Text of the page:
Gregg told The Hill on Tuesday that he hopes to “offer any assistance to reinvigorate” the Simpson-Bowles plan, which he described as a “comprehensive effort to get our deficit and debt under control.”
“We’re going to try to be constructive and try to be as specific as people want us to be,” he said of his effort with Bowles. “It seems there’s a very large group of members on both sides of the aisle who are actively trying to pull together an effort to get something done.”
Gregg, a member of the Simpson-Bowles commission and a former Budget Committee chairman, said, “I do genuinely believe the Simpson-Bowles commission is the only viable [blueprint] out there that is bipartisan and substantive.”
Democrats and Republicans have praised Gregg, who initially accepted a 2009 offer from Obama to serve in the Cabinet. Gregg later withdrew his nomination.
“Most other senators have great respect for Judd Gregg and his financial acumen. So we listen to him,” said Sen. Lamar AlexanderLamar AlexanderAuthorities link ex-Tennessee governor to killing of Jimmy Hoffa associate The Republicans' deep dive into nativism Senate GOP faces retirement brain drain MORE (R-Tenn.).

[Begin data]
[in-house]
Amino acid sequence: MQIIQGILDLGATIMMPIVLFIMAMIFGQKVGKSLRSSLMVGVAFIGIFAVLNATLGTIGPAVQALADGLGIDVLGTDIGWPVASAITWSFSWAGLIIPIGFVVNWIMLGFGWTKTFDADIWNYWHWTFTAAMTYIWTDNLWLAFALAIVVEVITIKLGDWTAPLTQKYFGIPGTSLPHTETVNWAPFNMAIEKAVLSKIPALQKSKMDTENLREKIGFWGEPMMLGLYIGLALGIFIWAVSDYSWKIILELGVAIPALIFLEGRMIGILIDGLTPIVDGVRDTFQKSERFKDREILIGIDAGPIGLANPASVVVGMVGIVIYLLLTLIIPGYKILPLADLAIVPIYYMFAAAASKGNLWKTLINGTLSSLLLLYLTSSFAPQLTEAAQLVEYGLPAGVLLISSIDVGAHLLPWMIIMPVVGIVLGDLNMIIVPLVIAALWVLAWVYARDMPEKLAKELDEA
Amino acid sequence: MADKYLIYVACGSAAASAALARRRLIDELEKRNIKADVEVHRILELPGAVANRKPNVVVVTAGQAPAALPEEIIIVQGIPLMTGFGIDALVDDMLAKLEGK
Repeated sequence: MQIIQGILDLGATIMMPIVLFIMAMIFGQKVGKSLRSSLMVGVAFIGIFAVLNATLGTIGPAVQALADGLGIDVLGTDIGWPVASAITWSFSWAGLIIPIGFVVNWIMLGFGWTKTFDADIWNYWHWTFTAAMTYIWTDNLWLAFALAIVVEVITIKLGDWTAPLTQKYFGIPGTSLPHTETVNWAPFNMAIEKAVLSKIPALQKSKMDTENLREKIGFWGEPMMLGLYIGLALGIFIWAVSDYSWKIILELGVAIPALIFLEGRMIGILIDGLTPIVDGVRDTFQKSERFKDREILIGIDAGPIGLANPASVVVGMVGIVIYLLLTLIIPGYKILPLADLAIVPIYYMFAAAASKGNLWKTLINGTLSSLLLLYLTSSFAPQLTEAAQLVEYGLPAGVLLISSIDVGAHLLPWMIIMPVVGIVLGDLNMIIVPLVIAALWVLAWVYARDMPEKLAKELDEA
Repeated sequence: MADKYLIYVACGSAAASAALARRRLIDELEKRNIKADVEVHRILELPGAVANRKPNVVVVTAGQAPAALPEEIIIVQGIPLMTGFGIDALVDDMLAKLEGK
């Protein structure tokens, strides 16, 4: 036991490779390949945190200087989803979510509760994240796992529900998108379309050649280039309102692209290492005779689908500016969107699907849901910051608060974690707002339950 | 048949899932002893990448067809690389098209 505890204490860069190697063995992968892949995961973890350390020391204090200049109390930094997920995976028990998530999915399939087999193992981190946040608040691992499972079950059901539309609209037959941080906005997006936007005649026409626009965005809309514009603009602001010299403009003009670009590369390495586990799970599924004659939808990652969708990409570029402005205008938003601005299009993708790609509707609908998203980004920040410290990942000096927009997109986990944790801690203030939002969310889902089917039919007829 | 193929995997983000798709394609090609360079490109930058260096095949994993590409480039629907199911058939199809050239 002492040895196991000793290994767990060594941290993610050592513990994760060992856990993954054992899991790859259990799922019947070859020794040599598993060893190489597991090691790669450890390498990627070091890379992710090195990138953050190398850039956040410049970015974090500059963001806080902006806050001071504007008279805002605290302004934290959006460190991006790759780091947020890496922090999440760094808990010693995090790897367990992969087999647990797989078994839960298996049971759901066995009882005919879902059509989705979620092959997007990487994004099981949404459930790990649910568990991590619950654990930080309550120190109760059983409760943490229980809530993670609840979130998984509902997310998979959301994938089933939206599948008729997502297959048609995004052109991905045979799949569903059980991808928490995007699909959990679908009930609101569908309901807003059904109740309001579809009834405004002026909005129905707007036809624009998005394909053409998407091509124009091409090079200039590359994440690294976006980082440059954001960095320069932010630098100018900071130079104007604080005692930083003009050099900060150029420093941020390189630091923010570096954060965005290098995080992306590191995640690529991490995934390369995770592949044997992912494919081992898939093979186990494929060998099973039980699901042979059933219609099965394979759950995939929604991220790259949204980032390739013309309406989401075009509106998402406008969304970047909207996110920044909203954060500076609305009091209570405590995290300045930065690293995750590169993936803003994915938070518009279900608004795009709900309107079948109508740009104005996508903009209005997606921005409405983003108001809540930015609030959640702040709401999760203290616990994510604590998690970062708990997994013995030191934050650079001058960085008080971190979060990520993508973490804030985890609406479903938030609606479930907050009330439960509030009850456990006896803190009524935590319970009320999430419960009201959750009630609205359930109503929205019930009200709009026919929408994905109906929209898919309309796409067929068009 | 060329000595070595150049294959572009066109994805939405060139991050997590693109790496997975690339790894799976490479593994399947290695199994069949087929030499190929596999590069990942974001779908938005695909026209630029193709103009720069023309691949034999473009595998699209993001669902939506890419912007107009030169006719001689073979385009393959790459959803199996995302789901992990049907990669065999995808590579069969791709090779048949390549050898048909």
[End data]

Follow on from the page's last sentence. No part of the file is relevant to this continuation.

“He’s been here more recently and he was invited to sit in on leadership meetings by the last three Republican leaders even though he wasn’t elected to a leadership position,” said Alexander, noting that former Republican leaders Trent Lott (Miss.) and Bill Frist (Tenn.) and Mitch McConnellAddison (Mitch) Mitchell McConnellHouse to act on debt ceiling next week White House warns GOP of serious consequences on debt ceiling Lindsey Graham: Police need 'to take a firm line' with Sept. 18 rally attendees MORE (Ky.), the current leader, all invited Gregg to attend high-level strategy sessions.